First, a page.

For decades, refugees have found refuge in the United States. Now here blossomed a new generation, and one group of refugees managed to escape from poverty due to the indifference of Christians to their needs and creative approach to education.
To go to school in a new city is a difficult task, especially when it is on the other end of the globe from your house.
“When I came here, everything changed, everyone treated me differently. I felt that way,” says Louise Irankunda.
In seven years, Louisa and her family fled Africa and settled in des Moines, Iowa.
“I didn’t really know what America is all I hear it is awesome, and that’s where the money grows on trees,” continued the girl.
Louise didn’t know English and struggles trying to adapt to the new environment.
“It was very difficult, I was bullied. After all, I came here bald, because we were told that the hair you need to shave,” she recalls.
Nancy Muirii, a native of Africa, living in des Moines, I saw how difficult it is for refugees, especially young girls.
“I realized that we need to start a unique program to show the girls that they are not alone,” says Nancy.
Organizing a dance class, Nancy soon noticed that the relationship has changed.
“I began working with students from refugee and realized that we have a great opportunity to influence students with low income,” she says.
Following this success, Nancy began looking for better ways to inspire kids, and it was then that God put in her heart the idea of programming.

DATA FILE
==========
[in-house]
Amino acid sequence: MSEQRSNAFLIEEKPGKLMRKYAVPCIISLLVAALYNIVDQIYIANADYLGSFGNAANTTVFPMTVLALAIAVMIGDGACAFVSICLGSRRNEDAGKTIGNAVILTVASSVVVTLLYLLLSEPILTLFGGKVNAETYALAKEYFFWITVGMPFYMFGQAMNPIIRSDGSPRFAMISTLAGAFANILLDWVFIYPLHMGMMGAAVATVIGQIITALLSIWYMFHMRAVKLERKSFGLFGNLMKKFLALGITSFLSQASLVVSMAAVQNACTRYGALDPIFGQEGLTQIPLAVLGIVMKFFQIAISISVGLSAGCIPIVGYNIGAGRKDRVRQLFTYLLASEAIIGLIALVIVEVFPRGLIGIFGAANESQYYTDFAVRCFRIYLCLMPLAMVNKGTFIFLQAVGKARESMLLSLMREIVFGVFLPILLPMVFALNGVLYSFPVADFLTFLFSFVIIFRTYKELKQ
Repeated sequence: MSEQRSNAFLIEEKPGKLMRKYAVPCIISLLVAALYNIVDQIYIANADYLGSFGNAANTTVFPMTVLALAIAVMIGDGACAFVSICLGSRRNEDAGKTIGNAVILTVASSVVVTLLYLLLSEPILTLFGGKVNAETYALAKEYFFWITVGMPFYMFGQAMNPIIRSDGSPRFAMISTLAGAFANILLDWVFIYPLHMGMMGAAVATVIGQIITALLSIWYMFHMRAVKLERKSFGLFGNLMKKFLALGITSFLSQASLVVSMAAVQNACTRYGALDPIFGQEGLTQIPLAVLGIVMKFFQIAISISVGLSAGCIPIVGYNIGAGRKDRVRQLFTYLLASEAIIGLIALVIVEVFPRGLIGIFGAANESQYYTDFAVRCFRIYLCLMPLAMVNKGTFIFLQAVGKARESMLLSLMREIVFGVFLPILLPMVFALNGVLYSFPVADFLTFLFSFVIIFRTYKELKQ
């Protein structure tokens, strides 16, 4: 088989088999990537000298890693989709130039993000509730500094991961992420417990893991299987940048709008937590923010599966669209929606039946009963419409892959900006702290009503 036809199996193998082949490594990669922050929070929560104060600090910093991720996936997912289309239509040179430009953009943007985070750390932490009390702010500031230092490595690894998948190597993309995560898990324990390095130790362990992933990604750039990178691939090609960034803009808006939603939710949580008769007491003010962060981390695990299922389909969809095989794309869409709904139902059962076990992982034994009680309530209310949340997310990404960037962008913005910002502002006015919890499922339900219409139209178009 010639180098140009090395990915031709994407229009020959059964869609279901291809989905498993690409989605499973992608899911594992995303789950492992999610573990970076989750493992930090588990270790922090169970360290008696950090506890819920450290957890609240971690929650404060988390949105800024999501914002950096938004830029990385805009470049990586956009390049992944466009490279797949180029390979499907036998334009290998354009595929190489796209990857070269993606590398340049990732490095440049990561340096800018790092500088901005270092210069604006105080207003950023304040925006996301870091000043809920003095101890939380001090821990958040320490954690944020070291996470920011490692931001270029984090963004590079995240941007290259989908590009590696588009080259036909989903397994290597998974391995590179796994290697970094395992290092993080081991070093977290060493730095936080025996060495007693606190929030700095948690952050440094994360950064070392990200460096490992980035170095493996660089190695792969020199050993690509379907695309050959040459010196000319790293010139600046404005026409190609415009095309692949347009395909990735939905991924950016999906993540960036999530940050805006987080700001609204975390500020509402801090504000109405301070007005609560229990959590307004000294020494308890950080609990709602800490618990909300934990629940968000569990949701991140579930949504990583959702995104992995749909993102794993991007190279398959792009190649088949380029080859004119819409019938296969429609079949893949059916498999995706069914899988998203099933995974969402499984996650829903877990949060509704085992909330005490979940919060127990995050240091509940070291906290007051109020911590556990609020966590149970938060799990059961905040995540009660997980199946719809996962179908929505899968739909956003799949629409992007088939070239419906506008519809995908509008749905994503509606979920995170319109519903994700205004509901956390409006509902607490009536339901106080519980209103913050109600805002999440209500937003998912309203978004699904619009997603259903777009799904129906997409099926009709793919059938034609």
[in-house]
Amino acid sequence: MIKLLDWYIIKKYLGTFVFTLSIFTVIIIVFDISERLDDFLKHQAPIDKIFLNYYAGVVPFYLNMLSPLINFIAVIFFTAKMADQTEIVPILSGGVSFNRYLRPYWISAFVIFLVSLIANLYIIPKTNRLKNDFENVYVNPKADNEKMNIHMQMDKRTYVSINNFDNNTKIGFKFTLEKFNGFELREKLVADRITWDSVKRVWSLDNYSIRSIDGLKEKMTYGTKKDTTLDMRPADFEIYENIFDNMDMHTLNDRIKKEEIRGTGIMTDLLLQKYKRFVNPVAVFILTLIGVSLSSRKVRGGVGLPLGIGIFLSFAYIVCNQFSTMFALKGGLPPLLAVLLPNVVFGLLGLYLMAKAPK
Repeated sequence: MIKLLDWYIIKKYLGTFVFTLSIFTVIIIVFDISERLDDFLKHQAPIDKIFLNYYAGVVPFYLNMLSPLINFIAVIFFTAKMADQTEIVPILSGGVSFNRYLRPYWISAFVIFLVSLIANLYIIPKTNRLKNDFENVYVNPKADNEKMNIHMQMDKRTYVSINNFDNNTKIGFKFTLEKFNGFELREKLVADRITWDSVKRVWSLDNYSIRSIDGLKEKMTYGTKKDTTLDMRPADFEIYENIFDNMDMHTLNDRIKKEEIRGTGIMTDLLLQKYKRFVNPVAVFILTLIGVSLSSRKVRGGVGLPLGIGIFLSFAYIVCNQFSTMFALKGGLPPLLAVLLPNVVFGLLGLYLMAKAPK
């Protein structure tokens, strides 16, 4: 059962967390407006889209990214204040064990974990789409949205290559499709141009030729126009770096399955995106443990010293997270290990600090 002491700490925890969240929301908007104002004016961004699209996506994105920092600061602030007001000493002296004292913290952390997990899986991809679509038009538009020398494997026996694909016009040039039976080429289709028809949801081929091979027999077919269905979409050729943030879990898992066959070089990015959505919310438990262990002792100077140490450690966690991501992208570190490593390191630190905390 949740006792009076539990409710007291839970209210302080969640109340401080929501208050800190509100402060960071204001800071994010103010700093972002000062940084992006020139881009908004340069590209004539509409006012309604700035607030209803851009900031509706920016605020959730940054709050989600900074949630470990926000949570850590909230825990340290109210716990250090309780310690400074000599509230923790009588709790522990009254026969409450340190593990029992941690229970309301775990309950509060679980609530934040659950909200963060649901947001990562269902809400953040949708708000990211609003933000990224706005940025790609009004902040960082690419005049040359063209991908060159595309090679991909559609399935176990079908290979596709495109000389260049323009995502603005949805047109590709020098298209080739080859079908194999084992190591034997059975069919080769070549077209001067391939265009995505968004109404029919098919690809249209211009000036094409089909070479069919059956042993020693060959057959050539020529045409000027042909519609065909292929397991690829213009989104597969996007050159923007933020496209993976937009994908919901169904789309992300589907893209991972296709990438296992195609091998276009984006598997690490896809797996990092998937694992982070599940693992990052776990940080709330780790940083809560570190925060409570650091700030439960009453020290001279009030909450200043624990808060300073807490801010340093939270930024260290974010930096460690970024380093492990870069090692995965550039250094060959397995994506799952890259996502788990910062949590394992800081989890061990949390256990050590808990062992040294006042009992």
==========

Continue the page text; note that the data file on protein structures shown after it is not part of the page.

“So, I was an ambitious dream – to teach children computer programming, but we had no place. However, God is good, because when He gives you a task, know what He does? It gives you everything you need to run it,” says Nancy Ngirazi.
Nancy found the Church for training and volunteers training in computer science to teach a program called “PI 515 – Pursuit of Innovation” (“In search of innovation”).
“We’re trying to figure out how to teach the younger generation new skills that we didn’t have that number of children living in poverty. If you’re poor, and don’t get new features, you’ll just continue to live the same life. And what will happen to these guys?” continues Nancy Murozi.
They are open to boys and girls, each student hails from African war-torn countries. Ten years ago some of these children could not even speak English, but now thanks to the program, PI 515 these teenagers learn to build robots and create their own web sites.
Hosting year round, such free technology program is not so simple. They rely on donations in regard to everything from computers to teachers and other surprises. And because of this faith Nancy strengthened.
“I believe that when God shows you a need, He wants you to do something with it did. He says, you know, do it for me, and while you’re taking care of that, I’ll be there for you. And we will fight, for what it’s worth, so that every child, which we know have new opportunities,” she continues.
And their efforts were not in vain. Many students who never thought I would graduate high school, receive scholarships in College.
“I imagine a couple of years to get a degree in computer science and I am very happy. I want to know how computers work, and would really like to come up with something that will help other people,” says Bonito Ndassima.
Iowa offered a full scholarship Bonito, the guy was the first in his family, received a four-year College education.
“I even could not imagine that I will have what I have today,” he says.
And this is not the only success story.
“I learned to program, learned to use sparadici for creating websites and have created your own. I know that God will always be there with me and He always will take care of all my needs,” says Louise Irankunda.
Louise was only 15, but her current set of skills can provide her with a salary of $ 50,000 or higher. Thanks to the program, PI 515 many children, who previously felt marginalized and could not communicate with their peers, now have a bright future.